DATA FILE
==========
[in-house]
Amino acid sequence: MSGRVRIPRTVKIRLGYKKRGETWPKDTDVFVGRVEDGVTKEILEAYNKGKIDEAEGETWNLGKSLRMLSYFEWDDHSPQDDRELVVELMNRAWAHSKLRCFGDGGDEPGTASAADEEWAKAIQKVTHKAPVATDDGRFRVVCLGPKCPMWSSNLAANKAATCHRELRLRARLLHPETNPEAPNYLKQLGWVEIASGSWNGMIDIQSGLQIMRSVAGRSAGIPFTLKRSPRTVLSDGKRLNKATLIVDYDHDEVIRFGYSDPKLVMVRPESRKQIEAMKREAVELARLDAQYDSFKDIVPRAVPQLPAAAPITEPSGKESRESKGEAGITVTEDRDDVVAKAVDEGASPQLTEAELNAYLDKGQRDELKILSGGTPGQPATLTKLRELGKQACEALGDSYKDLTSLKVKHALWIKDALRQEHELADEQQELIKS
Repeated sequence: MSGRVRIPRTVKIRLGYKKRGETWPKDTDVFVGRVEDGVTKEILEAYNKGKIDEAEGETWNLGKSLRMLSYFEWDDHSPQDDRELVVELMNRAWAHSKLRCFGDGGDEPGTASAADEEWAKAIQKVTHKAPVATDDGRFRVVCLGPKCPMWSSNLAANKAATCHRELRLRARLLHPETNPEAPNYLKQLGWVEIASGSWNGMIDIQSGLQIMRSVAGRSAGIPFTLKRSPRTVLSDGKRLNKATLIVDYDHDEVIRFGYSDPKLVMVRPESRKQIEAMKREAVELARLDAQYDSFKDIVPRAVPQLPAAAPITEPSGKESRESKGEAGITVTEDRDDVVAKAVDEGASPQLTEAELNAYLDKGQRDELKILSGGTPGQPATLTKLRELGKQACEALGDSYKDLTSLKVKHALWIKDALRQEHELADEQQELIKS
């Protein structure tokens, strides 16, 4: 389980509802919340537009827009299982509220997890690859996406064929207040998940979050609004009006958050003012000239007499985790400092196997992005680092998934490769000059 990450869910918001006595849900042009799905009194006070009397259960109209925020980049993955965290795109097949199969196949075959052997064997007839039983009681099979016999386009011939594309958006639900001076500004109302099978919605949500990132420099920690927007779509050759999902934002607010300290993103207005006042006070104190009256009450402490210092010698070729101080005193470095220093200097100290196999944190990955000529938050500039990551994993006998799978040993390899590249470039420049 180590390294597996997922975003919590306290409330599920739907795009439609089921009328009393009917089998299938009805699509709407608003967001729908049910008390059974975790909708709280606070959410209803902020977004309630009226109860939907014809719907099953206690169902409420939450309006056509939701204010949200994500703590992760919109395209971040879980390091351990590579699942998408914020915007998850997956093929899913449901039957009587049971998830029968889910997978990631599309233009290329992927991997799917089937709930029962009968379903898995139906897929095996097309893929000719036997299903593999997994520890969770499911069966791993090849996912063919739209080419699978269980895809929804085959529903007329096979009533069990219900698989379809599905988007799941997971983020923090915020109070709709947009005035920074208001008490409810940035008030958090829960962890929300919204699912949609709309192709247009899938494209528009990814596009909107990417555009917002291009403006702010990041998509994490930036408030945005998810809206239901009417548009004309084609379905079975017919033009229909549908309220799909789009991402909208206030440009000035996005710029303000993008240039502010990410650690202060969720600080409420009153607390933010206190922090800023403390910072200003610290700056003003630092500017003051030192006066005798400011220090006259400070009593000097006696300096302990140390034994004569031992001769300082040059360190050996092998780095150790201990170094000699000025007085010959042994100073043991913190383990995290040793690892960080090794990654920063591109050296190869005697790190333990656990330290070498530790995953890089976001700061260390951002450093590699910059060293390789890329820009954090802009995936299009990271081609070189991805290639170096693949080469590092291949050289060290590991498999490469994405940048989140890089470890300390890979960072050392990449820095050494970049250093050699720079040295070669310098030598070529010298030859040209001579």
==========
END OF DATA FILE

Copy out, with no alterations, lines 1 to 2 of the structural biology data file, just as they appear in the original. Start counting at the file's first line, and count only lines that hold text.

[in-house]
Amino acid sequence: MSGRVRIPRTVKIRLGYKKRGETWPKDTDVFVGRVEDGVTKEILEAYNKGKIDEAEGETWNLGKSLRMLSYFEWDDHSPQDDRELVVELMNRAWAHSKLRCFGDGGDEPGTASAADEEWAKAIQKVTHKAPVATDDGRFRVVCLGPKCPMWSSNLAANKAATCHRELRLRARLLHPETNPEAPNYLKQLGWVEIASGSWNGMIDIQSGLQIMRSVAGRSAGIPFTLKRSPRTVLSDGKRLNKATLIVDYDHDEVIRFGYSDPKLVMVRPESRKQIEAMKREAVELARLDAQYDSFKDIVPRAVPQLPAAAPITEPSGKESRESKGEAGITVTEDRDDVVAKAVDEGASPQLTEAELNAYLDKGQRDELKILSGGTPGQPATLTKLRELGKQACEALGDSYKDLTSLKVKHALWIKDALRQEHELADEQQELIKS